Café com Física
Peter L. Biermann
University of Bonn
University of Alabama at Tuscaloosa
University of Alabama at Huntsville
The first stars ever in the Universe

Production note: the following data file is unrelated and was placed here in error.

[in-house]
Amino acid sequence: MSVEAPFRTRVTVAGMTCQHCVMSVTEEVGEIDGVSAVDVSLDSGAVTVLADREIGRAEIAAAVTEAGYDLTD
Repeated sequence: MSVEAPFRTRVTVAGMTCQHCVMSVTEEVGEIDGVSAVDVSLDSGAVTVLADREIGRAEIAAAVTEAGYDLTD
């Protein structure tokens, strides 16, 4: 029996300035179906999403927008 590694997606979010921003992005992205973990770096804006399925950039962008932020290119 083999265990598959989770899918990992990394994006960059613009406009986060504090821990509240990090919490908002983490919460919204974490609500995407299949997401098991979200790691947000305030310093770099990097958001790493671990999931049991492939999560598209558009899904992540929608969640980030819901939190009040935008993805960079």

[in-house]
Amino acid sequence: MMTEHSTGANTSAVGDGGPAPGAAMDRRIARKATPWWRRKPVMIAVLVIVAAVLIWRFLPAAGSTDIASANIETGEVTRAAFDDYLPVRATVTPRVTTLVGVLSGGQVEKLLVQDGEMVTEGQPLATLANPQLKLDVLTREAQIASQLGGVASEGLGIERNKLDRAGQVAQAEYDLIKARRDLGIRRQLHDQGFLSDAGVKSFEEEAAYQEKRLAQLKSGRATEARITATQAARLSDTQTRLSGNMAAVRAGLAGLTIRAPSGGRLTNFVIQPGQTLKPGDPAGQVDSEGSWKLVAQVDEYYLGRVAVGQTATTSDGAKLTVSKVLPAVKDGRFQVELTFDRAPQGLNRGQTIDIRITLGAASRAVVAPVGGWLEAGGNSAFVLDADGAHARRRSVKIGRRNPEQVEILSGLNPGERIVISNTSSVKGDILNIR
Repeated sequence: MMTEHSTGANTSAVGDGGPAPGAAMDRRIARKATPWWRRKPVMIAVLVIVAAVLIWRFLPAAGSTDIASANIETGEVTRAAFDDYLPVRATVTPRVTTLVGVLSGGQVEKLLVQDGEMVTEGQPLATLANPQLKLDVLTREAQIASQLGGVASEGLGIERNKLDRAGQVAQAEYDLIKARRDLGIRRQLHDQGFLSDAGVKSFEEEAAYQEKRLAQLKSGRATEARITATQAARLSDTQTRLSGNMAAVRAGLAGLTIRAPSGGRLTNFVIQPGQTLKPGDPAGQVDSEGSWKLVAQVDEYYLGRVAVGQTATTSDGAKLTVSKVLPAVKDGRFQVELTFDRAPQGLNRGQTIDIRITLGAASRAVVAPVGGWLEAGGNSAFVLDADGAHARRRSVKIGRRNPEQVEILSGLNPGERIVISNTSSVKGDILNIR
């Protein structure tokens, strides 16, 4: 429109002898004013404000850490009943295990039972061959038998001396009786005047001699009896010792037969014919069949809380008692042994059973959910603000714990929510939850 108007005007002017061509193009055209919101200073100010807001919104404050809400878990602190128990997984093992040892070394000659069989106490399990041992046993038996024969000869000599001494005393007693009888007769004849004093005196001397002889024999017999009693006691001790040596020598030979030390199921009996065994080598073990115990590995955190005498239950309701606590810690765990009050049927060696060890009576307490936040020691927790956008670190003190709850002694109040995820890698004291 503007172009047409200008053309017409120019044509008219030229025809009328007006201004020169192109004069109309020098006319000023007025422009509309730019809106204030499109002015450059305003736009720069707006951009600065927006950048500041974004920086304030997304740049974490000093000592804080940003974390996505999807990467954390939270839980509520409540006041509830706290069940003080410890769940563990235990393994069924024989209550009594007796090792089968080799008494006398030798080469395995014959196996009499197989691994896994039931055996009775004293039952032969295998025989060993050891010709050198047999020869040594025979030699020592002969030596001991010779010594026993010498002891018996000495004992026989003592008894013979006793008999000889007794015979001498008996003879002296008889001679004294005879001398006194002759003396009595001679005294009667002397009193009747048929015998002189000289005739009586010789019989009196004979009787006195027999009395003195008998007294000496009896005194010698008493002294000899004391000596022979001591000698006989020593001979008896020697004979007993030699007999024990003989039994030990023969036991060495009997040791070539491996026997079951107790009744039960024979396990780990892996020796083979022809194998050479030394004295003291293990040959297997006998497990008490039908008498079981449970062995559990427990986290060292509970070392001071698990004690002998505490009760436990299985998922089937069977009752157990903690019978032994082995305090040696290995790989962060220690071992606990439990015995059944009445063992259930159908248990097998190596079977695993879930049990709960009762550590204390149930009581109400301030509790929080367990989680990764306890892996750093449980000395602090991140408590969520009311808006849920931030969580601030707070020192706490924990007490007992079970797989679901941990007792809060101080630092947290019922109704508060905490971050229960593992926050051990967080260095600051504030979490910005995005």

The paradox of Olbers basically states, that the sky would be infinitely bright in any wavelength of electromagnetic light, in neutrinos, or any other non-absorbed particle flux, if space were homogeneous, and non-evolving. It is not, and so we know the universe evolves. There must have been the first stars, and today we know, they existed around 13 billion years ago. Stars form in galaxies, and galaxies are dominated by dark matter: dark matter is the key to understanding the first stars: We can go back to galaxy data to derive the key properties of the dark matter particle: Abundant work clearly points to a keV particle. A right-handed neutrino is a candidate to be this particle: This particle has the advantage to allow star formation very early, near redshift 80, and so also allows the formation of supermassive black holes near redshift 50, possibly formed out of agglomerating massive stars in the gravitational potential of dark matter clumps. Black holes in turn also merge, and so may explain the supermassive black hole mass function as the result of mergers between black holes. Our conclusion is that a right-handed neutrino of a mass of a few keV is the most interesting candidate to constitute dark matter. The detection at very high redshift of massive star formation, stellar evolution and the formation of the first super-massive black holes would constitute the most striking and a beautifully testable prediction of this dark matter particle proposal. Both the super-massive stars as well as the ensuing first super-massive black holes can be expected to accrete at their accretion limit, and so might be detectable in sensitive surveys. These first stars could begin the cycle of explosions, black hole formation, enrichment, magnetic fields, cosmic rays, dust formation and life in the universe just 20 million years after the big bang.